Will the right hon. Gentleman tell the House how that Board is elected?


I want to assure the hon. Member for North Kensington (Mr. Gates) that he need be under no anxiety concerning this board. They represent London as a whole, and two-thirds of them are elected by boards of guardians up and down London. A number of the members of that Board have had direct experience of the administration of the Poor Law because they are guardians themselves, and, as regards their reputation and the work which they have done, they are a body to which this House can safely entrust the administration of this very difficult matter. My hon. Friend need not be under any anxiety whatever in that connection. I want to deal with the real issue which has been raised by the Opposition tonight, because I think we can put aside the elaborate Amendment which they have proposed. Quite frankly, they do not like this Bill. They do not want any check interposed between themselves and the other authorities from which they obtain money, and the real crux of this Bill is that Clause of it which is designed to secure greater care in the administration of Poor Law relief by certain boards of guardians in London and a greater measure of control of the charges on the Common Fund, which I do not hesitate to say I hope will bring an end to an unjust system which compels certain boroughs in London to pay for extravagances and abuses that have been far too prevalent in London during recent years.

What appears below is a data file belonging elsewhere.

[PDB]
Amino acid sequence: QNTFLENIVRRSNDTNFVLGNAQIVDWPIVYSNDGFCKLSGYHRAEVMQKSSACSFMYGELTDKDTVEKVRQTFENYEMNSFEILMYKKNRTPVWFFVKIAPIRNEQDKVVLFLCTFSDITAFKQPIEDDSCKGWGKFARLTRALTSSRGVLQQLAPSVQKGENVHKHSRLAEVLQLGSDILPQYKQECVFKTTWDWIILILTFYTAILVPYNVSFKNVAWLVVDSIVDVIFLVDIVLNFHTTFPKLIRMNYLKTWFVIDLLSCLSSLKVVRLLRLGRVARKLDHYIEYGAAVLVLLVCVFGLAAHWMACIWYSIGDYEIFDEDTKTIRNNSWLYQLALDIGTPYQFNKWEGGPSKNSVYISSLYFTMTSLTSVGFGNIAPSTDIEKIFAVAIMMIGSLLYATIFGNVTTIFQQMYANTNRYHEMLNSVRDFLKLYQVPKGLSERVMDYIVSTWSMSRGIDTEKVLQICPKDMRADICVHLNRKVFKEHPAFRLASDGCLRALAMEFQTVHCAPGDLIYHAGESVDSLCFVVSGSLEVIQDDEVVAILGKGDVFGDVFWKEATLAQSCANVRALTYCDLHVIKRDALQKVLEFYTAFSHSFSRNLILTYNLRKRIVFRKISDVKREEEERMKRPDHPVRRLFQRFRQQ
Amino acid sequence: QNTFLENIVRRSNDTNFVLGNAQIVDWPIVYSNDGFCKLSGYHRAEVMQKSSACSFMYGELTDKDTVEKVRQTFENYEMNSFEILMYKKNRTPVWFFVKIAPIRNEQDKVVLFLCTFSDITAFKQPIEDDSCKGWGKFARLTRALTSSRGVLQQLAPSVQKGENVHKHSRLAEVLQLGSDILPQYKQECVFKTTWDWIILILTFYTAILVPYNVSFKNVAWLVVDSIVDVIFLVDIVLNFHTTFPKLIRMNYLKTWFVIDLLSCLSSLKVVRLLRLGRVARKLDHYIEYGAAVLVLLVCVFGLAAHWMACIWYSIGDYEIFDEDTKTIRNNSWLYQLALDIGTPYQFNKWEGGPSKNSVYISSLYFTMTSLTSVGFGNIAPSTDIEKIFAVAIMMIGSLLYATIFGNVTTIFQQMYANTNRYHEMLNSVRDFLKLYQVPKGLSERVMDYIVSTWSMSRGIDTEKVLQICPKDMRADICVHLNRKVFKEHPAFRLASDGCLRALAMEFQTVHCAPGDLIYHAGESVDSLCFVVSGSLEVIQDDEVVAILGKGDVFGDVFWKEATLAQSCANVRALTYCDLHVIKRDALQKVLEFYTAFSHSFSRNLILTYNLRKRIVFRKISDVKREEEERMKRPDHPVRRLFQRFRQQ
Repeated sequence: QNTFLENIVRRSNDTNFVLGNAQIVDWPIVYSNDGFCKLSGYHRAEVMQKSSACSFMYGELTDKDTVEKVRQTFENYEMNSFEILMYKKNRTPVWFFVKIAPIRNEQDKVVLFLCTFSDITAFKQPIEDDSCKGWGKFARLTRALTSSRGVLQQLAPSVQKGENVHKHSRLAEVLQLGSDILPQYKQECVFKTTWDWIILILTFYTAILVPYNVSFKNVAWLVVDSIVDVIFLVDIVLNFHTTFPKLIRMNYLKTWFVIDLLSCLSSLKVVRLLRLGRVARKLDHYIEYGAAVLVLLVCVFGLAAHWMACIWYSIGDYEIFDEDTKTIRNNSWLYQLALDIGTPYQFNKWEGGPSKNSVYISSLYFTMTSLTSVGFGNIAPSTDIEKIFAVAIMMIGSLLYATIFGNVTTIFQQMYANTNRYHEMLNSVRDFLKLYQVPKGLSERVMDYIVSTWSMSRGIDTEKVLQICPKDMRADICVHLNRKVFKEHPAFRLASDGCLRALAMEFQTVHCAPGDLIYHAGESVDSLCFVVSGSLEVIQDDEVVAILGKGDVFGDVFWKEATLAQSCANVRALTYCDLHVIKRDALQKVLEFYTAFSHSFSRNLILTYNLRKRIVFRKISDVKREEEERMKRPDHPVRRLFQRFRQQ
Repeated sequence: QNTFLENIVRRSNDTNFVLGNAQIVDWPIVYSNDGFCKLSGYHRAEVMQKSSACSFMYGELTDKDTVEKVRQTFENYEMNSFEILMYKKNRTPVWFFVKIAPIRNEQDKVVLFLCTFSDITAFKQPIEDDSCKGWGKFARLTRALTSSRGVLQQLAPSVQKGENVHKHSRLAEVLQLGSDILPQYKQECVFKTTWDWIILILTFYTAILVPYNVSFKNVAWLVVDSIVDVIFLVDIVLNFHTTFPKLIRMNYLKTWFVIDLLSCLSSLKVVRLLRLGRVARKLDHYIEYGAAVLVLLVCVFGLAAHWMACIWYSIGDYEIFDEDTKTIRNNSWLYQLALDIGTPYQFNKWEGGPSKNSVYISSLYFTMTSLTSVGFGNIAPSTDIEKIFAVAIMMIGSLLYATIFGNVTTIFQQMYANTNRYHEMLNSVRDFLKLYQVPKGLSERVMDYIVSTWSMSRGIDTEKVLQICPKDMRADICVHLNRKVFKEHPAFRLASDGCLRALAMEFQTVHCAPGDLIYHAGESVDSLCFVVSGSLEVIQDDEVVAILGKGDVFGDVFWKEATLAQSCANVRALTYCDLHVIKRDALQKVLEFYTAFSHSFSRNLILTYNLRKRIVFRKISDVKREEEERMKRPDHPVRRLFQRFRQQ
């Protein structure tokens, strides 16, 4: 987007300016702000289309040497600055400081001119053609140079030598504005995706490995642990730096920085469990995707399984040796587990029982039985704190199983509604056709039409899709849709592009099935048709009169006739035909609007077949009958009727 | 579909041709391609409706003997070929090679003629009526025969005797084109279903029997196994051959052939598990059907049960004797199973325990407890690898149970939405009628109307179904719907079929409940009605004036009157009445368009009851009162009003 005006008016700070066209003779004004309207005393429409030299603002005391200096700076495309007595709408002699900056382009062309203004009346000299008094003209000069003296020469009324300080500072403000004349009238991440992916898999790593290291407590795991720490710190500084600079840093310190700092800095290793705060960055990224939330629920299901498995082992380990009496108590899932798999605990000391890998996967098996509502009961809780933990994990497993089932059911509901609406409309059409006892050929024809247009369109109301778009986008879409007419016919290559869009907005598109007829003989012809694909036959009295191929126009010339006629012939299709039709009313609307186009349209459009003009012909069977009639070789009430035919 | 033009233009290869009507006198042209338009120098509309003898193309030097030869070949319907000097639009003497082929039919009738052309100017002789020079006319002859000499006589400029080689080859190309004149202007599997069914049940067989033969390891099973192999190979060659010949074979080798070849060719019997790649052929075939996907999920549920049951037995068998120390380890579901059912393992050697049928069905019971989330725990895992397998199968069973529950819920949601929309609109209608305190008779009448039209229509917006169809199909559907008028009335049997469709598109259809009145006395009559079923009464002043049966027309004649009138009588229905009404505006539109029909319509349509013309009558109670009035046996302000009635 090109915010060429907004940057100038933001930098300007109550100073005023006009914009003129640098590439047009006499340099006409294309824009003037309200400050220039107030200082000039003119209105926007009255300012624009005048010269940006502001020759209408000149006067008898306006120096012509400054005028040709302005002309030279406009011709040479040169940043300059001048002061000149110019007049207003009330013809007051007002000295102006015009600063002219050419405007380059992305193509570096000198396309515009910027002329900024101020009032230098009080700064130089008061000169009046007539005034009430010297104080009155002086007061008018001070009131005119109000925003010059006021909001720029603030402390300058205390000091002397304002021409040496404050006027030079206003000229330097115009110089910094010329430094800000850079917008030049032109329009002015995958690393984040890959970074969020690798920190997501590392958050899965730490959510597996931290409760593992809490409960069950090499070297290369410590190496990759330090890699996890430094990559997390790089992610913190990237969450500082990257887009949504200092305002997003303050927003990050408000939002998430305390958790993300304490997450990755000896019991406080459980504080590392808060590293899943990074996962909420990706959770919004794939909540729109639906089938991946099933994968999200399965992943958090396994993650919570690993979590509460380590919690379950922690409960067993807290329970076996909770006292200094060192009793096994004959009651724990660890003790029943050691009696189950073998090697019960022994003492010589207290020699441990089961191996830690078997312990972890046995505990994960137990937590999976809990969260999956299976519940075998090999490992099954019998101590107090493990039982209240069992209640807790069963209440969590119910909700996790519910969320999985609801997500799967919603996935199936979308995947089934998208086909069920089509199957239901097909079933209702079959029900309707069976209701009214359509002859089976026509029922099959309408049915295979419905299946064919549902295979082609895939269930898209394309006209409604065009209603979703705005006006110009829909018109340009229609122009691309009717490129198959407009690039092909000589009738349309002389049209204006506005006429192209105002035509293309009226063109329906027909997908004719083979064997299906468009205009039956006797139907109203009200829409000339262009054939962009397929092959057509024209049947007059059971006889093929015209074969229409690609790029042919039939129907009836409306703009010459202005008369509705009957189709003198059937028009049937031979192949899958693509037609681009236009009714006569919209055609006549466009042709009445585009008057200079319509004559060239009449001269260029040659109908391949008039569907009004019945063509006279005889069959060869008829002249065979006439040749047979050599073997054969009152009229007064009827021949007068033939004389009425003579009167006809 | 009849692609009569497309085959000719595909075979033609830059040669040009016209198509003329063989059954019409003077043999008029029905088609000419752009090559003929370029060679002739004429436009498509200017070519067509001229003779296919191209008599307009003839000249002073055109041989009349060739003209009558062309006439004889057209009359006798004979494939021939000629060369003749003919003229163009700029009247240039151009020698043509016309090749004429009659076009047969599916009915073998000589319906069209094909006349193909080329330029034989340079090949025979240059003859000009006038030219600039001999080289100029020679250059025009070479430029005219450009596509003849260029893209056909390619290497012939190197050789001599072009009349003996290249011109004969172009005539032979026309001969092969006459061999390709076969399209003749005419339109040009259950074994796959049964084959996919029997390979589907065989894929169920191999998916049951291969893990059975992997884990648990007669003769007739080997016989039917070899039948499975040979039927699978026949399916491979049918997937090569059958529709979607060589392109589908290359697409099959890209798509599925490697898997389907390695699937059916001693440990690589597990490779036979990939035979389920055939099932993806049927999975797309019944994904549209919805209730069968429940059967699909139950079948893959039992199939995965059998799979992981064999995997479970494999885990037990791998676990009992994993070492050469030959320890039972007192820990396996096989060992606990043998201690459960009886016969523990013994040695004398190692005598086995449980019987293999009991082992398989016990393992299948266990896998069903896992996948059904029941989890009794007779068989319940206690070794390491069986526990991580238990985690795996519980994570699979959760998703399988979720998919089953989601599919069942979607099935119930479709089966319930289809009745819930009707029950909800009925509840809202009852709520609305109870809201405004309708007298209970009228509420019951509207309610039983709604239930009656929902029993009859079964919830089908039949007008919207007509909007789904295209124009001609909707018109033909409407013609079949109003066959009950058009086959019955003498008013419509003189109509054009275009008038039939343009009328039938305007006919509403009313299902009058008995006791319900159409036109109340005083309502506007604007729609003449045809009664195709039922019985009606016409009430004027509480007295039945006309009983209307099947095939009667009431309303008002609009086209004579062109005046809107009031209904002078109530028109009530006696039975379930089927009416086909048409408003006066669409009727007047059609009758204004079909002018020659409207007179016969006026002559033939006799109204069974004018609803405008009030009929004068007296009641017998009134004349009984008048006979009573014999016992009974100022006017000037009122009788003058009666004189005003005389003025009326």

It is not surprising that such a provision should meet with the strenuous opposition of the Labour party, a party which, in this House and out of it, has enthusiastically endorsed a Poor Law policy which has pauperised and nearly reduced to bankruptcy certain important areas in the country, and a party which has defended, within the knowledge of this House, the notorious action of the superseded boards of guardians of West Ham, Chester-le-Street, and Bedwellty. We do not expect such a party to support the proposals in this Bill. Indeed, I will confess to hon. Members opposite that, if we had the support of the Labour party for this Bill, we should begin to doubt the desirability of its proposals and their effectiveness as a remedy for the abuses to which I have referred. Nor is it surprising that their principal and most vehement spokesman to-day against these proposals is the proud parent of Poplarism, who boasts of it and glories in it